Bil’s rating (out of 5): BB.5.
Canada/USA/Germany/France, 2014. Prospero Pictures, Sentient Entertainment, SBS Productions, Integral Film. Screenplay by Bruce Wagner. Cinematography by Peter Suschitzky. Produced by Said Ben Said, Martin Kartz, Michel Merkt. Music by Howard Shore. Production Design by Carol Spier. Costume Design by Denise Cronenberg. Film Editing by Ronald Sanders. Cannes Film Festival 2014. Golden Globe Awards 2014. Toronto International Film Festival 2014.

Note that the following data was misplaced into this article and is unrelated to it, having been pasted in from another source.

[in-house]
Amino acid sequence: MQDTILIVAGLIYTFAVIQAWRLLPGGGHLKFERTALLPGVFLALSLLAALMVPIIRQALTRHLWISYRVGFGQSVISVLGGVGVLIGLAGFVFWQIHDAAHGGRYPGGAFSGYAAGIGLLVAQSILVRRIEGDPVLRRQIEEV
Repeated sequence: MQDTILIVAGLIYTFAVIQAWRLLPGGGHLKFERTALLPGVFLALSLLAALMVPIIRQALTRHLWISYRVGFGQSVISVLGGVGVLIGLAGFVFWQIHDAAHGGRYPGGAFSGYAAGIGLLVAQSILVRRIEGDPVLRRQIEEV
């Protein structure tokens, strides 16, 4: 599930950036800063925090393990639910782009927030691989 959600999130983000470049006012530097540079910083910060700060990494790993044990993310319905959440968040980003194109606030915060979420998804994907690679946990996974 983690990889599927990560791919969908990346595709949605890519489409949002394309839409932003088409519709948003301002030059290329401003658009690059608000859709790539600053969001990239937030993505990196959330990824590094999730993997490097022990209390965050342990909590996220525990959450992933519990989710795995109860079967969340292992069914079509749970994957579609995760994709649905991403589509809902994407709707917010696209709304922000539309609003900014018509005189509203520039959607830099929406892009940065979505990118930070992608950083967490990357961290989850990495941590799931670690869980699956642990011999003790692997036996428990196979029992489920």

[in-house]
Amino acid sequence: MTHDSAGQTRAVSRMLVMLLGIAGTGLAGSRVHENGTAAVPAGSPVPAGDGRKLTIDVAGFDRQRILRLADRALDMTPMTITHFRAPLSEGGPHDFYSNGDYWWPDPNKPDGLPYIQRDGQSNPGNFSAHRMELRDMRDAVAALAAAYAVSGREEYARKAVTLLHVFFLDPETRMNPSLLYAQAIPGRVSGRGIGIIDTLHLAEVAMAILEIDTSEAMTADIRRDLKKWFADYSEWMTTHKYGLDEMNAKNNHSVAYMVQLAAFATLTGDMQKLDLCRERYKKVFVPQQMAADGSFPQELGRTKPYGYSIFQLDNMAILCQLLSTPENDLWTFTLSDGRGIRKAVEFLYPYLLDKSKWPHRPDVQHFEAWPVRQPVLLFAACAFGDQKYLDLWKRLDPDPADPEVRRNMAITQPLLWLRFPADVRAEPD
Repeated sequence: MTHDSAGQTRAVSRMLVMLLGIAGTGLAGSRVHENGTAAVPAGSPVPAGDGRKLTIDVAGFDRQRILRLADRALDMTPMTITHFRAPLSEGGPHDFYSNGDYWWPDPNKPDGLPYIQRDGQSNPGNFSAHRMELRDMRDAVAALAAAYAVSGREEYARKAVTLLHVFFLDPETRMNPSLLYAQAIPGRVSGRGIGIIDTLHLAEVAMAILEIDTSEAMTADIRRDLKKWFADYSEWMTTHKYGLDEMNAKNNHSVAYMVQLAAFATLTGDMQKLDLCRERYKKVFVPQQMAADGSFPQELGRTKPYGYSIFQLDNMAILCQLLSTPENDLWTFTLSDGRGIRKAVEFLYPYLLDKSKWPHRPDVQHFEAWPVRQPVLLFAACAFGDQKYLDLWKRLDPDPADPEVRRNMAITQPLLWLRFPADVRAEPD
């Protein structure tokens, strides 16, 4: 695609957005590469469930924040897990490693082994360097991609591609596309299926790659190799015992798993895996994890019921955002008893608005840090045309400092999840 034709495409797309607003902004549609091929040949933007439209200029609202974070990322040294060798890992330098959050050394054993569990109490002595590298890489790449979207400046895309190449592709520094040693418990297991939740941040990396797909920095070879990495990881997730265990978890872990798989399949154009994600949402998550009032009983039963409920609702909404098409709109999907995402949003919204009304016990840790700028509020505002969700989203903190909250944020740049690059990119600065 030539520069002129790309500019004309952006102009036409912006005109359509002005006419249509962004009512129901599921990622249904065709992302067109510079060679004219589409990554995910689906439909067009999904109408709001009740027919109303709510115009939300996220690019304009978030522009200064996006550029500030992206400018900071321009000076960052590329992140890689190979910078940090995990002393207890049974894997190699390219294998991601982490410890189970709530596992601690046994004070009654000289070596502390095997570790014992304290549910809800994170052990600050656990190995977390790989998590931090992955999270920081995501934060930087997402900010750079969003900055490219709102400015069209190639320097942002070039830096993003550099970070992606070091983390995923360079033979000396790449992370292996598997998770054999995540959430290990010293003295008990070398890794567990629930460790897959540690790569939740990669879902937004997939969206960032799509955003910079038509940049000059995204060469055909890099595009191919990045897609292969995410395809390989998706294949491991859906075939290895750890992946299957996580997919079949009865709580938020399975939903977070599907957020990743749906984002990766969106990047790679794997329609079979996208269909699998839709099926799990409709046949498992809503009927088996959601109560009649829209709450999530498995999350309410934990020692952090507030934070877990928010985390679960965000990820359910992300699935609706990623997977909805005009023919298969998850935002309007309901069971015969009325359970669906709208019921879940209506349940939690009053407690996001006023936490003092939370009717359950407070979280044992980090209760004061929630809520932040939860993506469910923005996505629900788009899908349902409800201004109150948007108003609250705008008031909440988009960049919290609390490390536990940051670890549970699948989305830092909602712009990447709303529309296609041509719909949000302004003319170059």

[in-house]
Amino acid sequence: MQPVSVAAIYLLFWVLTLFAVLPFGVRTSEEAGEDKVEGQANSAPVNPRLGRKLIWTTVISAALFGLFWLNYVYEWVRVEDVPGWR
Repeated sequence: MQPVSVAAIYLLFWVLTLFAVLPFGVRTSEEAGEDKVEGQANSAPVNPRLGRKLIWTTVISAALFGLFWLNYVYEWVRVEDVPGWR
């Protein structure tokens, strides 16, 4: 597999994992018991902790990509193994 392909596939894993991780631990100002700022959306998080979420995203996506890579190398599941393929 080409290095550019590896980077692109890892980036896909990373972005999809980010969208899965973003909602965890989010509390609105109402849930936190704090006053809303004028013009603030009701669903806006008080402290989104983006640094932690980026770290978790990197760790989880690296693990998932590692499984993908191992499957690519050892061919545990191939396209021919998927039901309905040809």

In David Cronenberg’s Hollywood, incest is not just a way of doing business but a reality at home as well. A child star (Evan Bird) with a drug problem, a therapist (John Cusack) who physically shakes insecurities out of his celeb clients, an emotionally unstable actress (Julianne Moore) who is trying to reclaim her abusive childhood through remaking her mother’s film, and a burn victim (Mia Wasikowska) who shows up with mysterious intentions form the nexus of the ugly situations that follow. Bird is about to make a sequel to the hit that made him the Haley Joel Osment of Bruce Wagner’s fictional universe, angry about an even younger co-star threatening his career and giving him the kind of insecurities you’d more likely expect in an older actor. That older actor could be Moore, who in trying to land the lead in a movie that was initially her idea is haunted by the spectre of her dead mother (Sarah Gadon) who reinforces her self-doubt. Wasikowska shows up out of nowhere and becomes Moore’s assistant, romances a limo driver and aspiring actor (Robert Pattinson) and steps gingerly around the family she left behind in tragedy years earlier, while Olivia Williams is a standout as the stage mother to a volatile prodigy who is completely blind to her own ambition and what destruction it wreaks. Wagner’s narrative is deliciously acerbic and, in describing the movie business as an animal devouring its own tale, manages moments of incredibly ripe humour. The various element don’t combine well, however: Bird’s frustration is never convincing and the magic realist moments of dead figures tormenting the living are played without any of the humour reserved for the bitter take on Hollywood fluffheads, and as such are the weakest points of the film. For a movie with so much plot there’s very little drama actually happening, Cronenberg’s continuing brand of cerebral filmmaking ill-suited to a story that deserves a little more emotional oomph to it, and a lack of connection between characters the result of people behind the camera who have no sympathy or interest in their inner lives. In short, it doesn’t have the perfectly calibrated wit of The Player or the starry-eyed melancholy of Mulholland Drive, because Altman and Lynch are willing to admit that they are unwisely biting the hand that feeds them and just can’t stop themselves. The acting is great, though, and the blanched-out cinematography belies the usual idea of glamorous Hollywood by displaying Tinseltown as a collection of bland sidewalks and soulless mansions.